Why power-scaling is bullshit (REVISED).
Hello, My name is dudebladeX, and I’m here to educate you on the reasons as to why power scaling is bullshit. Considering that this website has the web-series DEATH BATTLE, this is probably something that needs to be said. For those of you who think Power-Scaling is a totally justifiable means of scaling power this is my rebuttal.
Listed below are the sources that help define the definition of power scaling.
As power scaling is relative to the method of ‘Transitive Reason’, I will be using similar definitions to further explain as to why using it to scale power levels of characters in fiction is, as the title says, ‘bullshit’.
I have reduced power scaling to five different categories:
1: The ABC formula dictates that if character A has defeated character B, and character B has defeated character C, then character A can defeat character C. The reason that this is bullshit, is rather simple. Rock-Paper-Scissors. Using the ABC formula, this dictates that because paper defeats rock, and rock defeats scissors, then paper should defeat scissors because it defeats the thing that defeats it.
Yes. clearly paper SHOULD defeat scissors.
Not very logical is it? The same applies to video games, Western Animation, Anime & Manga, as well as a bunch of other things. Example: Spider-Man defeats Iron Man, Iron Man defeats Captain America, Captain America defeated Spider-Man (Most of this happened during Marvel’sCivil War comics by the way). This is how it works, logically, Spider-Man has superior strength, speed, durability, powers, intelligence, and agility. Spider-Man, however, is a HUGE Cap fanboy, and went easy on him. But, does this mean the ABC formula applies? -No. No it does not.
A better example is that Trunks (who defeated Cyborg-Freeza) got beaten by Cell. Does this mean that Cell is a planet buster? - Well, the only planet he blew up was King Kai’s, and we don’t know how much it takes to blow that one up, and his claims can easily be an exaggeration.
This isn’t an unreasonable method, as it is a viable number scaling method in a math class. But in a different scenario, like say, DEATH BATTLE, it is an unreliable
method of finding out a character’s level of power.
Also keep in mind that matching someone in combat, doesn't equate to having the same power level as them. I could match Haggar in a fight, if I were to dodge and avoid his attacks as they came in, but it doesn't mean that I have the same power as him. I just know how to avoid attacks. Similar to Spider-Man, he can fight the ENTIRE Fantastic Four to a standstill, using the powerscaling logic that is the ABC formula, this means that FF>Galactus, Spider-Man=FF, which ultimately concludes to Spider-Man>Galactus.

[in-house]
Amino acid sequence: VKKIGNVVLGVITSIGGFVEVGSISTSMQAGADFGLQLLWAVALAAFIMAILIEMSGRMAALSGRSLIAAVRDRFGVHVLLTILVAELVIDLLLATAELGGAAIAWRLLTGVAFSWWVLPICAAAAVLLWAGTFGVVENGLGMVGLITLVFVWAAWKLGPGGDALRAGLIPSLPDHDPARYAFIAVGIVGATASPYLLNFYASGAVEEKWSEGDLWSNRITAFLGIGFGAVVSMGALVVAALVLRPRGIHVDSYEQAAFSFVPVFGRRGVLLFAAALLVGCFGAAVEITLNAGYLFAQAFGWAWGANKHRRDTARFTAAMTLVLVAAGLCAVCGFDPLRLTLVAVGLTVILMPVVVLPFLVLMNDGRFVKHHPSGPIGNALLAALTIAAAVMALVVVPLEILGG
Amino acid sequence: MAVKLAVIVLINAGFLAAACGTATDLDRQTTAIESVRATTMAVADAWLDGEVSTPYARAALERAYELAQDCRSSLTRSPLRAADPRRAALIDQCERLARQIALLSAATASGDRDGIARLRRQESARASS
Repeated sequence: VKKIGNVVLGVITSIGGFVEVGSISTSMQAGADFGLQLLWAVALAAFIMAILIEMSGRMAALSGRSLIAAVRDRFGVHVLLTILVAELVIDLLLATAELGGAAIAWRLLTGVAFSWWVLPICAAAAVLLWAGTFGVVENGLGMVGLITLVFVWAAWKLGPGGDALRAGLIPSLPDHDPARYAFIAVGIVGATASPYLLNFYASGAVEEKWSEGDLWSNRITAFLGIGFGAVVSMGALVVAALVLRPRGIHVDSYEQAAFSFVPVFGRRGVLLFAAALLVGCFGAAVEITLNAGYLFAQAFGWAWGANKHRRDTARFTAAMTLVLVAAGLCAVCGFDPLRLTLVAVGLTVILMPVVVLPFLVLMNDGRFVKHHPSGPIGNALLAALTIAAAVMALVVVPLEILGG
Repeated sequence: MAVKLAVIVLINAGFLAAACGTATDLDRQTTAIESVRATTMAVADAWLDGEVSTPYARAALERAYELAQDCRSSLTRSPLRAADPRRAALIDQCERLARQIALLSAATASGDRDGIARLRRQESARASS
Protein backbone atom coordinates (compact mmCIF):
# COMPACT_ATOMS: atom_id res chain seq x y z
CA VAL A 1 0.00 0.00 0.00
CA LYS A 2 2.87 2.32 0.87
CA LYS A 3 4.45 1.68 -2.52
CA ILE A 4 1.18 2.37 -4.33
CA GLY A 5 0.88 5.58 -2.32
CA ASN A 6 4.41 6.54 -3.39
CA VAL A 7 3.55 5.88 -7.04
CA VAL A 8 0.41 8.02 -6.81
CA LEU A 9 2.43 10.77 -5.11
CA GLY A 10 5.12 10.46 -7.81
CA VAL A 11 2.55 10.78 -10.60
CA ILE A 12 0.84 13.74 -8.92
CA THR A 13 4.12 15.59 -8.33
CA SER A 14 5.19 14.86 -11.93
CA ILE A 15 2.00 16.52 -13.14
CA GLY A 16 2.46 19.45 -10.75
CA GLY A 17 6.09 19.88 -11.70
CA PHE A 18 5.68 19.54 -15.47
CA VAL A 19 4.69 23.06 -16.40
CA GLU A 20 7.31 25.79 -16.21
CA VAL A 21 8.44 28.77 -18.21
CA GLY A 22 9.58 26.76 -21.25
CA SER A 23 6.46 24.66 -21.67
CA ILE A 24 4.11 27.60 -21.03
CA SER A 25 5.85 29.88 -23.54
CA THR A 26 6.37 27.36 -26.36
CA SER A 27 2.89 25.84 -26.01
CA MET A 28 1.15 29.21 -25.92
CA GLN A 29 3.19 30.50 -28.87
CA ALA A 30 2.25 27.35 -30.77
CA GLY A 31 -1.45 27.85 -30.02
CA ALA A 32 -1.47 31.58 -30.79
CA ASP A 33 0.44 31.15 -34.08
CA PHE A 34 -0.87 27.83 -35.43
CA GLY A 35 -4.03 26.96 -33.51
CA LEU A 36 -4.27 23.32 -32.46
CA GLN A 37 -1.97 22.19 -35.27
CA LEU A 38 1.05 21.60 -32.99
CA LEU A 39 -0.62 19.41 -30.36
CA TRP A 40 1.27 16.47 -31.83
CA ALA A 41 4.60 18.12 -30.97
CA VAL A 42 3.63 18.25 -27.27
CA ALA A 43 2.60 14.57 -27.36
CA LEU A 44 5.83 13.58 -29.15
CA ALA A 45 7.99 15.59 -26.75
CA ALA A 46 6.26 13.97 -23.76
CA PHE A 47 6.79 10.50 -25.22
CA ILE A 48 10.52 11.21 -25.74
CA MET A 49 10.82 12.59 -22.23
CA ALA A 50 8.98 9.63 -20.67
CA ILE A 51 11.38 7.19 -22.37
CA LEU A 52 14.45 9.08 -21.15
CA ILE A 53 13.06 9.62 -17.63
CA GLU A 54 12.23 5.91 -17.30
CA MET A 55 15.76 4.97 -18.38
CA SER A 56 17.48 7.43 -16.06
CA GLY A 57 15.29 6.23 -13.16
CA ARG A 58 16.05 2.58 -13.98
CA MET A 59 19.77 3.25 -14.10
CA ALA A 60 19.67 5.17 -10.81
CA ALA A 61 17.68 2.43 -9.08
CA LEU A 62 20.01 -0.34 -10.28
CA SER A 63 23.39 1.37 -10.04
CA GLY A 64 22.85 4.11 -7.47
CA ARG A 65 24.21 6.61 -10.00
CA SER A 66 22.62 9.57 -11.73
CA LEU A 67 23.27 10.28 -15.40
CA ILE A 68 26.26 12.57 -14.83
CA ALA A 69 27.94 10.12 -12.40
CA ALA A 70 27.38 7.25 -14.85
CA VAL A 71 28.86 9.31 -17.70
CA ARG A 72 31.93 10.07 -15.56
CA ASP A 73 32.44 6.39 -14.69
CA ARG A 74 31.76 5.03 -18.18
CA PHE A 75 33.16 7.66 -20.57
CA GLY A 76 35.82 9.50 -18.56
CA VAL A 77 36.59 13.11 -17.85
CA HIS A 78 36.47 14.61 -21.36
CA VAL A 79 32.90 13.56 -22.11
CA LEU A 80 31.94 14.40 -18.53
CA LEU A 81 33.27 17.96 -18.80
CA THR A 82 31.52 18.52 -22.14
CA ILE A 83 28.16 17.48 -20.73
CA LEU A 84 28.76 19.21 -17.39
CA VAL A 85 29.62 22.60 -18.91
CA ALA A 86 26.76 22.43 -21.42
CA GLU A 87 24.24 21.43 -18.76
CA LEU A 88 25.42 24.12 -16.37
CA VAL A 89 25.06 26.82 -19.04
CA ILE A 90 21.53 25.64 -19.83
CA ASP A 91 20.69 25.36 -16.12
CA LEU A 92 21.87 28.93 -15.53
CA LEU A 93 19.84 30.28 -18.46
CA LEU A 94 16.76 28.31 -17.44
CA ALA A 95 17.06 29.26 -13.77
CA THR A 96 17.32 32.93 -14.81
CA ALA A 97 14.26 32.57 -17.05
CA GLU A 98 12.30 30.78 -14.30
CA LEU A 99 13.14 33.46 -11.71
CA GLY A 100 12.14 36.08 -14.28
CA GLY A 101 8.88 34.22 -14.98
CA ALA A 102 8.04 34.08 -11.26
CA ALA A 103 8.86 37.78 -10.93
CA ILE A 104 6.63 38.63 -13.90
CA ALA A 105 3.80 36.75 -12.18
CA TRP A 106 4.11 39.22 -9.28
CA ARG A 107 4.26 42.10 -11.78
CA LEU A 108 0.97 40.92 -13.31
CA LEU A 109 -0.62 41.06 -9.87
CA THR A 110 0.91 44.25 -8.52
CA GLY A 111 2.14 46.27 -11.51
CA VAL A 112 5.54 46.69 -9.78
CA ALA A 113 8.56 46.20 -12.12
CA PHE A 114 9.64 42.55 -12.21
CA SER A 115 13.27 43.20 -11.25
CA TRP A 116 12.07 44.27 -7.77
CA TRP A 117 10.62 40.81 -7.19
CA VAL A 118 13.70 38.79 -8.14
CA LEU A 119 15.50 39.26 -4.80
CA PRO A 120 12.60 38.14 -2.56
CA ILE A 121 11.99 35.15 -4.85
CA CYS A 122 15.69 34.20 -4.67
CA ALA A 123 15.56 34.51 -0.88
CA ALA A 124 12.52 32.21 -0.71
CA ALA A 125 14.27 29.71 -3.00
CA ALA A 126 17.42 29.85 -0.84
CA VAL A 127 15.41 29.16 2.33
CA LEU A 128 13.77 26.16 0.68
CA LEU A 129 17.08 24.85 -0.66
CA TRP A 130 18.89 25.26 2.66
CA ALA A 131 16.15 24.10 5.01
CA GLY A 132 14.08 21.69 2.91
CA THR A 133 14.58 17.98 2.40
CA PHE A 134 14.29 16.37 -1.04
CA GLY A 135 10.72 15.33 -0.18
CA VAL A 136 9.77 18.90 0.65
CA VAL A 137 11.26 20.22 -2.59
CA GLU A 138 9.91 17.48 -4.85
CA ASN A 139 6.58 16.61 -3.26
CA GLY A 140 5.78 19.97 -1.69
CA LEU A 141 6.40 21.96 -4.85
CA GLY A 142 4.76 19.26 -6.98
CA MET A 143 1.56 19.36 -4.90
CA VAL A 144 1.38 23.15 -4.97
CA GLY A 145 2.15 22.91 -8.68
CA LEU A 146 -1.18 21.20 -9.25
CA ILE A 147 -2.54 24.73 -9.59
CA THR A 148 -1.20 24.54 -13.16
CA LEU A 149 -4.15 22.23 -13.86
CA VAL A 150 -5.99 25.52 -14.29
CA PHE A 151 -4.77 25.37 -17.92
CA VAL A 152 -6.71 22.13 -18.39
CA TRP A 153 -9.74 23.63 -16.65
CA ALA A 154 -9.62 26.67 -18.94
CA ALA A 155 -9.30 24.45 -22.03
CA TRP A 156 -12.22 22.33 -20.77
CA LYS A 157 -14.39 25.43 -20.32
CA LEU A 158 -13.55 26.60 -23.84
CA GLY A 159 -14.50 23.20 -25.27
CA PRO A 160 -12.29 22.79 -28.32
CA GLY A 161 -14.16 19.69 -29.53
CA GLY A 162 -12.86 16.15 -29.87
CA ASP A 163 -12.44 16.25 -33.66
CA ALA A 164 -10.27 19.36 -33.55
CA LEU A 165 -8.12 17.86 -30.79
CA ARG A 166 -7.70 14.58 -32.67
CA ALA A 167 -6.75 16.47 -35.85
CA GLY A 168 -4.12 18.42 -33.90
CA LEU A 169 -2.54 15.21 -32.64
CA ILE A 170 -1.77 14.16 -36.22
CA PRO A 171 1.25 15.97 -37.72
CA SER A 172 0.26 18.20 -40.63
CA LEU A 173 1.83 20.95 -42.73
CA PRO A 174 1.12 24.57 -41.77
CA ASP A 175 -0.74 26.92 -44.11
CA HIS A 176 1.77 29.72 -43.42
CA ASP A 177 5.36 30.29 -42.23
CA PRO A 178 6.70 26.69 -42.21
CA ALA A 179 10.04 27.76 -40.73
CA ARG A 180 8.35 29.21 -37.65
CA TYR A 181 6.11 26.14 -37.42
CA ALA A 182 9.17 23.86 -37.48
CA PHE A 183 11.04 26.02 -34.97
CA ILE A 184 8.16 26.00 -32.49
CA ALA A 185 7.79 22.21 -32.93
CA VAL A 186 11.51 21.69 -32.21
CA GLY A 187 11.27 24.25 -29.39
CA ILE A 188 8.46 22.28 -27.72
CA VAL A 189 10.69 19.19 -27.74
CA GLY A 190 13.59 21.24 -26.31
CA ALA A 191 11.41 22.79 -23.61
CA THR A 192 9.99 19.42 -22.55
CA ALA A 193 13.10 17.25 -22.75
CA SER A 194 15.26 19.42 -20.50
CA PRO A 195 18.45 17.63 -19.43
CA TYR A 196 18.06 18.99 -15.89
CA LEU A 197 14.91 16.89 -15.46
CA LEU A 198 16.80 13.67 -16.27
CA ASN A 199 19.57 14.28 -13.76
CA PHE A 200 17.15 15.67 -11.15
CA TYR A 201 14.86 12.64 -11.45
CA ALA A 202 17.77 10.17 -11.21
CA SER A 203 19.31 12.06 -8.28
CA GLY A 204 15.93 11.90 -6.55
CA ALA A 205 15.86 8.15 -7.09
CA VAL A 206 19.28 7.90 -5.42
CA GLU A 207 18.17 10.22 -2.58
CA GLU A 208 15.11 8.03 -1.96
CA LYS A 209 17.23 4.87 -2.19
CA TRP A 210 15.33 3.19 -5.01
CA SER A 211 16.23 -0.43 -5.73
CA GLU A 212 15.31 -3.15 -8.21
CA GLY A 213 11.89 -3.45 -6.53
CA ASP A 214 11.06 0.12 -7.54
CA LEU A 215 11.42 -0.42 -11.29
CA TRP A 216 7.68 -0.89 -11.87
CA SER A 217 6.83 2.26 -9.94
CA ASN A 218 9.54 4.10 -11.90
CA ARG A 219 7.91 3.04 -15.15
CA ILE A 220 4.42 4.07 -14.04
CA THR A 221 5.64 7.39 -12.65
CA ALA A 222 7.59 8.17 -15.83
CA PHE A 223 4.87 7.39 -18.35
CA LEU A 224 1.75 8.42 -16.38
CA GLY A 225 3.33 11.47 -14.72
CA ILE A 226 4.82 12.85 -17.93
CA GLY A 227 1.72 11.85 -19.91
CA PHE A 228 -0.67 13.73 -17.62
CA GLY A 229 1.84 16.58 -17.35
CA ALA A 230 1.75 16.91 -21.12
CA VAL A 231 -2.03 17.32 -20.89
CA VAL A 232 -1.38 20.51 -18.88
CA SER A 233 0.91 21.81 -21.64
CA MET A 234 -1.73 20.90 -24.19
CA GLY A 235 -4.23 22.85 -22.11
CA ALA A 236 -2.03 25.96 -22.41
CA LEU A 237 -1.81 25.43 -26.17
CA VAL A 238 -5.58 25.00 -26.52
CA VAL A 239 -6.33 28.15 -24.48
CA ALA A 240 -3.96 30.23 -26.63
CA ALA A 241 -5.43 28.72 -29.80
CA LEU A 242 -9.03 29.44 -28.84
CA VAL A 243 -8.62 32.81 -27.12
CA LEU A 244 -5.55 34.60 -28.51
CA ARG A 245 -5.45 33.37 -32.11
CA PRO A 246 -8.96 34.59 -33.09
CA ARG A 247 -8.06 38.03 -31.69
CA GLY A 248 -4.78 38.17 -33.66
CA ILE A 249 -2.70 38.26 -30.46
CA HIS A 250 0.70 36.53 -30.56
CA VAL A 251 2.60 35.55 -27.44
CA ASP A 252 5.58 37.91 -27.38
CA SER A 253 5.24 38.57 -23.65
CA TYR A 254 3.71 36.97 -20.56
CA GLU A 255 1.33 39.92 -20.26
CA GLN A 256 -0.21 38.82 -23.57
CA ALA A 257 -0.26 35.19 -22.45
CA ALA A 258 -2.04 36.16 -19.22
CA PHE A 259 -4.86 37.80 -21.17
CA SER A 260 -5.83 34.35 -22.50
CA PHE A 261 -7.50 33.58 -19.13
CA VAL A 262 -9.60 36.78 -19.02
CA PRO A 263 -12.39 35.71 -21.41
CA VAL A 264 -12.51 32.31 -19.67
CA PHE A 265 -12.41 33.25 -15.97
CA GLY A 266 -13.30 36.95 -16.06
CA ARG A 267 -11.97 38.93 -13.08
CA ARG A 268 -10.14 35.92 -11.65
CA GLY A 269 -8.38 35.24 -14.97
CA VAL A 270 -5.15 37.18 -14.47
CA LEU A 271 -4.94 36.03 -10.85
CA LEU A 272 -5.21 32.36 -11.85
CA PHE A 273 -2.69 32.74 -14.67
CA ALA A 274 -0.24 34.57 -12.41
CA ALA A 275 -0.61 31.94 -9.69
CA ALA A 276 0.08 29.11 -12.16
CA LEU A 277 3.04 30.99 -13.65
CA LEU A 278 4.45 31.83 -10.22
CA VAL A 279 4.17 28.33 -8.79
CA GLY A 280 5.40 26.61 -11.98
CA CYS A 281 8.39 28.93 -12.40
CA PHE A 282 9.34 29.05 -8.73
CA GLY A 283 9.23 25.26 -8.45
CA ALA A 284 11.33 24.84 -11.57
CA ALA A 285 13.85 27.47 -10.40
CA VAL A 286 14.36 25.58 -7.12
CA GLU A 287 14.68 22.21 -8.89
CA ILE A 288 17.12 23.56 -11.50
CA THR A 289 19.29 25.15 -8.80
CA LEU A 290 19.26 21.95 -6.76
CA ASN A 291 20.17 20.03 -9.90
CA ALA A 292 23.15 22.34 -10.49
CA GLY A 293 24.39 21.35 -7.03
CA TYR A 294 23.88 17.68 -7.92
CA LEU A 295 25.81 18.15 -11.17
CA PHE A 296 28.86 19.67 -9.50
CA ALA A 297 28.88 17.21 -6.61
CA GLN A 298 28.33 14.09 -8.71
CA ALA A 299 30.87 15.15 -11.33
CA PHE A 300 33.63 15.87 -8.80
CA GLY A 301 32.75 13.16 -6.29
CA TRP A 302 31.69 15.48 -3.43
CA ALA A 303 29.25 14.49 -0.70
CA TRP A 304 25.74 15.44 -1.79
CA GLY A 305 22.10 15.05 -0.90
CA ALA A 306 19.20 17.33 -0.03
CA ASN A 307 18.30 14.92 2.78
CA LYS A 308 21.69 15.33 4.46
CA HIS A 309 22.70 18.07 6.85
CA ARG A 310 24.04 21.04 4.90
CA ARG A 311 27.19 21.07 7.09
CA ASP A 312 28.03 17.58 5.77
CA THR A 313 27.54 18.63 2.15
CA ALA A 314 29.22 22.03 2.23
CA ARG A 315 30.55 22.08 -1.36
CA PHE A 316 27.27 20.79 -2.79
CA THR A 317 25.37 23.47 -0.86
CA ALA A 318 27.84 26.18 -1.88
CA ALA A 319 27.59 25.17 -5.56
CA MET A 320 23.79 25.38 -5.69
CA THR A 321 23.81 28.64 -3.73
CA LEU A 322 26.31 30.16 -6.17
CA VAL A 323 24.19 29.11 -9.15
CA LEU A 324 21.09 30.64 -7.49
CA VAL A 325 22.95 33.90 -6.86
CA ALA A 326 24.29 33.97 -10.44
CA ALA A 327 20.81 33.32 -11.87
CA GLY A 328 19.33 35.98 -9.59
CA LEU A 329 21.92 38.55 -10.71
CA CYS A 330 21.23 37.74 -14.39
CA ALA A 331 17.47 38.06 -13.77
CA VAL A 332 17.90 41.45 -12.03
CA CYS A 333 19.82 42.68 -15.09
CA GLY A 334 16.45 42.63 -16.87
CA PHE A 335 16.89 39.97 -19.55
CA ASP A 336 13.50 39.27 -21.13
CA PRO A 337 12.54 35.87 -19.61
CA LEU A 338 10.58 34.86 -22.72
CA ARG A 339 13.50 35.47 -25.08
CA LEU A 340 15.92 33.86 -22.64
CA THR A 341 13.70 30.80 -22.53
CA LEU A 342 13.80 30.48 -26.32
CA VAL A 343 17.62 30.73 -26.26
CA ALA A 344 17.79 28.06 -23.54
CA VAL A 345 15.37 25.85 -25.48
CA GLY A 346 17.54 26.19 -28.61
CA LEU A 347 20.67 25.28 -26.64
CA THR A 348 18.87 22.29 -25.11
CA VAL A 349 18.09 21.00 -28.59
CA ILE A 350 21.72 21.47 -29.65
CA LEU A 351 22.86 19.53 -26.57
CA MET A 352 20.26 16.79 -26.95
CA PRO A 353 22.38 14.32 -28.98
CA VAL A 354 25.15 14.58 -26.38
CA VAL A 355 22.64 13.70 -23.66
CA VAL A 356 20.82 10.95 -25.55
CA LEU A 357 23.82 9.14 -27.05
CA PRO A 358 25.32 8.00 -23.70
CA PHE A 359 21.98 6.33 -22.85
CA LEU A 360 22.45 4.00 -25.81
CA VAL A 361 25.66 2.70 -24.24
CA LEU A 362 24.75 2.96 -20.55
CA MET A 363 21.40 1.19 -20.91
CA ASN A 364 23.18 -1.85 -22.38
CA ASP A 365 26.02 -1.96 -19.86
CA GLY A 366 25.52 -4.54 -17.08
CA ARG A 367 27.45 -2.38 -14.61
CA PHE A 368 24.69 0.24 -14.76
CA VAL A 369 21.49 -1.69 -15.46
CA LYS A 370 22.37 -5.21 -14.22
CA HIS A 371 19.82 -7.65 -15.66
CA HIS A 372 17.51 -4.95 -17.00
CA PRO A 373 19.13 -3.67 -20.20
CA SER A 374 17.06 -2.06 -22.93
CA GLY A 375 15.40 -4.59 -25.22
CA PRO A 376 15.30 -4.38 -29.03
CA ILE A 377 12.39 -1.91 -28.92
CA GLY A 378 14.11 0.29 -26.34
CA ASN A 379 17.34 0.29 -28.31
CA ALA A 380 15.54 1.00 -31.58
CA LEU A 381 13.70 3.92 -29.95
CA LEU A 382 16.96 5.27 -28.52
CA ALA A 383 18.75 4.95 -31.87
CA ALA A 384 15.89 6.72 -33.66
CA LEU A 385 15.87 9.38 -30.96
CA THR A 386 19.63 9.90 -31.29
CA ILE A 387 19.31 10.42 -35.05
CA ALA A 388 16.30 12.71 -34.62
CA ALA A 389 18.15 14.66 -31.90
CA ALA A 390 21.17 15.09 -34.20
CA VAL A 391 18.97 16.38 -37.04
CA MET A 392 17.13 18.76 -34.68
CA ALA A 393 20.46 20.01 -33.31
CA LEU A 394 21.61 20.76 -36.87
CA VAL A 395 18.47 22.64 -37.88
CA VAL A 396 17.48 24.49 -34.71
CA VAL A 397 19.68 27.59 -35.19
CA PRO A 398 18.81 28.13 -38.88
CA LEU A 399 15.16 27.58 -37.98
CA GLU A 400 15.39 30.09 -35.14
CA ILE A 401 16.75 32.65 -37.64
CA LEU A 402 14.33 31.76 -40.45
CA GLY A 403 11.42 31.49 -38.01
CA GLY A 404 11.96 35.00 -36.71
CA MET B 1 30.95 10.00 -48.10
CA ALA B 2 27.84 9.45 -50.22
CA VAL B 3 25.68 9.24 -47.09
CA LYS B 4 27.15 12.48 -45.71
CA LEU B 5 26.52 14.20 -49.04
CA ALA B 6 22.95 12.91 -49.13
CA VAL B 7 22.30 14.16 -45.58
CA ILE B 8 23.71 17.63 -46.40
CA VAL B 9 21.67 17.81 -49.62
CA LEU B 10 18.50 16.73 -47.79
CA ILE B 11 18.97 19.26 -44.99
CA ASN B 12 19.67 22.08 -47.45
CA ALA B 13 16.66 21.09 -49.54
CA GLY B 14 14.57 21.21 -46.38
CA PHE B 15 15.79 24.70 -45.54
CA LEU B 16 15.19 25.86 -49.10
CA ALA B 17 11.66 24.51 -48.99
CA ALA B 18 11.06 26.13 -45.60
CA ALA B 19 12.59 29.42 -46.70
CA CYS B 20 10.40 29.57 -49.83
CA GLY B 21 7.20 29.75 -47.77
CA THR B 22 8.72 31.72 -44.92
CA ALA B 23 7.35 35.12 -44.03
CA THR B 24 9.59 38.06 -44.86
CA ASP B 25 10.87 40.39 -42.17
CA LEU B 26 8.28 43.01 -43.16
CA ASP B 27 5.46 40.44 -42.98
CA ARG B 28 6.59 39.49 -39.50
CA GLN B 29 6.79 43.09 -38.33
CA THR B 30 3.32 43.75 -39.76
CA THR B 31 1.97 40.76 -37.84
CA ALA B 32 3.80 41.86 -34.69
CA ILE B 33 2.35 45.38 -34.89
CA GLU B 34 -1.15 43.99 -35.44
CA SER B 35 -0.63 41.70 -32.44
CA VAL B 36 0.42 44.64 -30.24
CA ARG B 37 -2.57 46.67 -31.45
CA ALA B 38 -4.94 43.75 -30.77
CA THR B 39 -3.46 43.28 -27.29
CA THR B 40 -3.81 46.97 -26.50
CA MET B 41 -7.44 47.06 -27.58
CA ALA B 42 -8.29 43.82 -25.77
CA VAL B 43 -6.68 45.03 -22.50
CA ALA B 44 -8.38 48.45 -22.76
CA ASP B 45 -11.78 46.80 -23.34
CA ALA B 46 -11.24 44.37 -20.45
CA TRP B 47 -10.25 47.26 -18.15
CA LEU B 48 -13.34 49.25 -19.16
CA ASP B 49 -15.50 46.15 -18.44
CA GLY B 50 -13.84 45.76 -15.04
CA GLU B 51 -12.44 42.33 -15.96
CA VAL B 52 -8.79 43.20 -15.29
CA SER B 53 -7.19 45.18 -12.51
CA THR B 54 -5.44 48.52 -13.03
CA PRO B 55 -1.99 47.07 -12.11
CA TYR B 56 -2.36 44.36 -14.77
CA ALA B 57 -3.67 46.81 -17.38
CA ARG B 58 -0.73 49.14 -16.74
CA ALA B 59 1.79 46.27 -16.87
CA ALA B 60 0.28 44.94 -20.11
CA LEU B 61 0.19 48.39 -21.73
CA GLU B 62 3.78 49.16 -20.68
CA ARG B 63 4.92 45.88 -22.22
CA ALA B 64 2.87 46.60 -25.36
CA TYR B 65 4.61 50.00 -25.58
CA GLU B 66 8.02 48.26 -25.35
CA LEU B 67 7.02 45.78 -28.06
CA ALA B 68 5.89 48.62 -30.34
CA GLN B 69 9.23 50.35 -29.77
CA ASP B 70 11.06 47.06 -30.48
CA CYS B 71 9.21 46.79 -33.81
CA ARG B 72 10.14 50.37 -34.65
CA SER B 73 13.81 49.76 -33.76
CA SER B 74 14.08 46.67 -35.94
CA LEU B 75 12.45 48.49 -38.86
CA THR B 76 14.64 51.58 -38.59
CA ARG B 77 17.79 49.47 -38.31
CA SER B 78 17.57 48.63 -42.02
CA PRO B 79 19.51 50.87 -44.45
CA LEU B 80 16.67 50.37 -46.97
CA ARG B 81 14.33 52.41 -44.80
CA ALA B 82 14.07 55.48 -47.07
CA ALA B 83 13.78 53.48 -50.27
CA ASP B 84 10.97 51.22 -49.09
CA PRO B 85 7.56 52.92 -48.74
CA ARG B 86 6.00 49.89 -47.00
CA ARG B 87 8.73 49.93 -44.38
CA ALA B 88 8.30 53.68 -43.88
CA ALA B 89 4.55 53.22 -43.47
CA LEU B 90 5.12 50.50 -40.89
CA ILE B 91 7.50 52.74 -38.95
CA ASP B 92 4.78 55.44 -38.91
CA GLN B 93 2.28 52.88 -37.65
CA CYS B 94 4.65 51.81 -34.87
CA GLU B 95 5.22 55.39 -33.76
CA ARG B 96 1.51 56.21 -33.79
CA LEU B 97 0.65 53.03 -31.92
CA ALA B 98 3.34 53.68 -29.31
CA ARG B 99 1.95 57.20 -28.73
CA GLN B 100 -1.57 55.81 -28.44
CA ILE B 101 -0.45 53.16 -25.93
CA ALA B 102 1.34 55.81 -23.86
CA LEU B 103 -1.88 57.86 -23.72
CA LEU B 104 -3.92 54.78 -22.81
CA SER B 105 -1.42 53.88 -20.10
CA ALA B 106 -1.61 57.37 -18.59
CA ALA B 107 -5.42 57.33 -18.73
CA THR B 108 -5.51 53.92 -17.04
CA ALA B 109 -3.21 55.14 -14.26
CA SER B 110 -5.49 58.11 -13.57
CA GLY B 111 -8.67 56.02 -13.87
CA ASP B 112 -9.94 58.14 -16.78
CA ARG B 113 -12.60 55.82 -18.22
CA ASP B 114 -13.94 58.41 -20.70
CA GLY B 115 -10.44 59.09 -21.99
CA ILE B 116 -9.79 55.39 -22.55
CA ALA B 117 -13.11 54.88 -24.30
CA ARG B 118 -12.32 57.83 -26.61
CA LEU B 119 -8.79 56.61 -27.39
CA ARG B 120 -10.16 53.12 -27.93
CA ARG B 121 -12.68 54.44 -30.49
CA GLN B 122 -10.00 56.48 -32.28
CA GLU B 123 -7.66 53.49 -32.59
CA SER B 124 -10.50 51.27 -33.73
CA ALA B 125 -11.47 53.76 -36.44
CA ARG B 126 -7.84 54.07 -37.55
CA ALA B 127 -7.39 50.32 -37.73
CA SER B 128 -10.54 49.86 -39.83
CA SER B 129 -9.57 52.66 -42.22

2: The ability scale formula dictates that if character A, who is able to do ability 1; and character B, who would be able to do ability 2; were to fight, and ‘A’ were to beat ‘B’, then character A has the ability to perform feat/ability 2. Pokemon is an easy example of the counter to this, as if Blastoise were to defeat Charizard, then the ability scale formula would dictate that Blastoise can use flamethrower. I looked it up, through breeding, tutoring, TMs, or other non-hack methods, Blastoise NEVER learns flamethrower. I’ve seen some weird and idiotic bullshit in my time on the ‘net, but this sort of scaling is rare to find, but is definitely absurd.
This effect can also apply to non-video games as well; Just because Son Goku can defeat Tien Shinhan, does NOT mean that Goku can perform the Tri-Beam like Tien can. And before you point to Dragonball Heroes, I would like to point out that that is the same game that gave Broly LSSJ4, Let Freeza use the Kamehameha wave, and gave us SSJ 4 Gotenks.
3: The N3L, or Newton’s Third Law formula is a rather reliable method, but not the most solid method of scaling power. Stating that because a character can endure a powerful blast, they must be capable of dealing a similar blow. This is a flawed method due to the ‘tanks’ of video game characters. The ‘Glass Cannons’ of video games puts a dent in the opposite, but is the most reasonable of the two.